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Home The Technically Manifolded (Classical and Quantum) Space Ontology

The Technically Manifolded (Classical and Quantum) Space Ontology

Edward Slowik, The Deep Metaphysics of Space (Cham: Springer International Publishing, 2016), ISBN 978-3-319-44867-1, ISBN 978-3-319-44868-8 (online), 356 pp.

Adrian MANEA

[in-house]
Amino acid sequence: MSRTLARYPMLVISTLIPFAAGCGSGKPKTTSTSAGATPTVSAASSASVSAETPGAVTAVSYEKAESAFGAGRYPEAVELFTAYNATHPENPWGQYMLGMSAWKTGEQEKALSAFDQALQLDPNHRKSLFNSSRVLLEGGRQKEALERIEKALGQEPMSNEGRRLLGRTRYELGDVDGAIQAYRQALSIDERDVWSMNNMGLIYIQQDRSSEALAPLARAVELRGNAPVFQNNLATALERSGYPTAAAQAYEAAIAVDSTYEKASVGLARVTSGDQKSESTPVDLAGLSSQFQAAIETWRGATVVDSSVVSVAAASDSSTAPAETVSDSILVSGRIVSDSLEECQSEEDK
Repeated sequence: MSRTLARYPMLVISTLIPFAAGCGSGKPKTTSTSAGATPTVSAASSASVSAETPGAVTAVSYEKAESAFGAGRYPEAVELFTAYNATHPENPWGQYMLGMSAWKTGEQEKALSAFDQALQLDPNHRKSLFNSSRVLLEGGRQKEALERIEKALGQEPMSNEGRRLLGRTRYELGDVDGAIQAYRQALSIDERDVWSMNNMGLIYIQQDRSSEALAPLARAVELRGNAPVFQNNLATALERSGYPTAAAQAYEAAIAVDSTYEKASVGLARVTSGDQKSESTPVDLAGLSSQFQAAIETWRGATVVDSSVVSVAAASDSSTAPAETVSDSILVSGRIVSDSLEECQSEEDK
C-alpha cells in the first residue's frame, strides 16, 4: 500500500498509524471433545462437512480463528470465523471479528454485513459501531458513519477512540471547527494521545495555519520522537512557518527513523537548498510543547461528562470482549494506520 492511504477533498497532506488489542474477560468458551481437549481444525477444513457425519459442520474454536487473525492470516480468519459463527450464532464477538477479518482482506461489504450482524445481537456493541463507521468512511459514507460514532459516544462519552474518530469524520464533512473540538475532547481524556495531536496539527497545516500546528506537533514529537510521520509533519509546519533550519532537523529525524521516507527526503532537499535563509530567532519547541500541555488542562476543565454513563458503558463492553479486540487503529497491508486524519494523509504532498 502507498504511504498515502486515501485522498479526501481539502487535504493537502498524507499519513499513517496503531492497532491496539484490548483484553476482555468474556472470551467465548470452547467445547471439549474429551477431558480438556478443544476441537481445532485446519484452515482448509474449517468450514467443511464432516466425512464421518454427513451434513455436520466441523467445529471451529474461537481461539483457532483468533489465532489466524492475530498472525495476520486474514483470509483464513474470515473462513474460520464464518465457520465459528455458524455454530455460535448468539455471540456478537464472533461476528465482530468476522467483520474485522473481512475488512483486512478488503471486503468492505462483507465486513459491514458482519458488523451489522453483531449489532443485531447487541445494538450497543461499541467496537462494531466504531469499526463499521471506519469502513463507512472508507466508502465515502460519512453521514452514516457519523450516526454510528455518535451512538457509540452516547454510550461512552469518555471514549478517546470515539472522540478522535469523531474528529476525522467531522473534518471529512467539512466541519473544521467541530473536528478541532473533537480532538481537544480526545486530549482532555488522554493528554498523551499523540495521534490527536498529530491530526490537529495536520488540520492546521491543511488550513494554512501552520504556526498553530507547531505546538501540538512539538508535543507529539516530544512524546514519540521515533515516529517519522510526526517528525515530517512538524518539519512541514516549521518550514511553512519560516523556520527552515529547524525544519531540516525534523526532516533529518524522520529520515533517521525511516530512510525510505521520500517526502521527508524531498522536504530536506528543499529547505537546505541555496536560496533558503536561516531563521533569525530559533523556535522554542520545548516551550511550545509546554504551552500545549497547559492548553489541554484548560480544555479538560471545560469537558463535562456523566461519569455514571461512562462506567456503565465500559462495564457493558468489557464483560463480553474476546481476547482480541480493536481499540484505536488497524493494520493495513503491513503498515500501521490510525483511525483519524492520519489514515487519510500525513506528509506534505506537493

What is generally called ―the problem of space‖ throughout the history and philosophy of physics is chiefly one which takes the main stage in the writings of scientists, mathematicians, historians and philosophers alike. This centrality is mostly due to the fact that it accommodates many questions and results, coming from multiple areas of human thought. In this framework, the book The Deep Metaphysics of Space tackles the core of the intricacy, namely the ontological status of space. Although it may seem that Edward Slowik focuses on the debate between substantivalism and relationism of Newton and Leibniz, respectively, in fact, it delves into many more ramifications of the problem of space. As such, aside from revealing that the mere rigid framing of Newton as a substantivalist and of Leibniz as a relationist can be flawed, Slowik relates their approaches to the completely new setup of General Relativity. This twentieth-century breakthrough proves a hard nut to crack on its own. The difficulty is both due to the fact that it can be consistently traced back to Newton and Leibniz (equally in a philosophical and a mathematical-physical case), but also since it brings to the table entirely new entities, such as multidimensional manifolds and (affine) connections.

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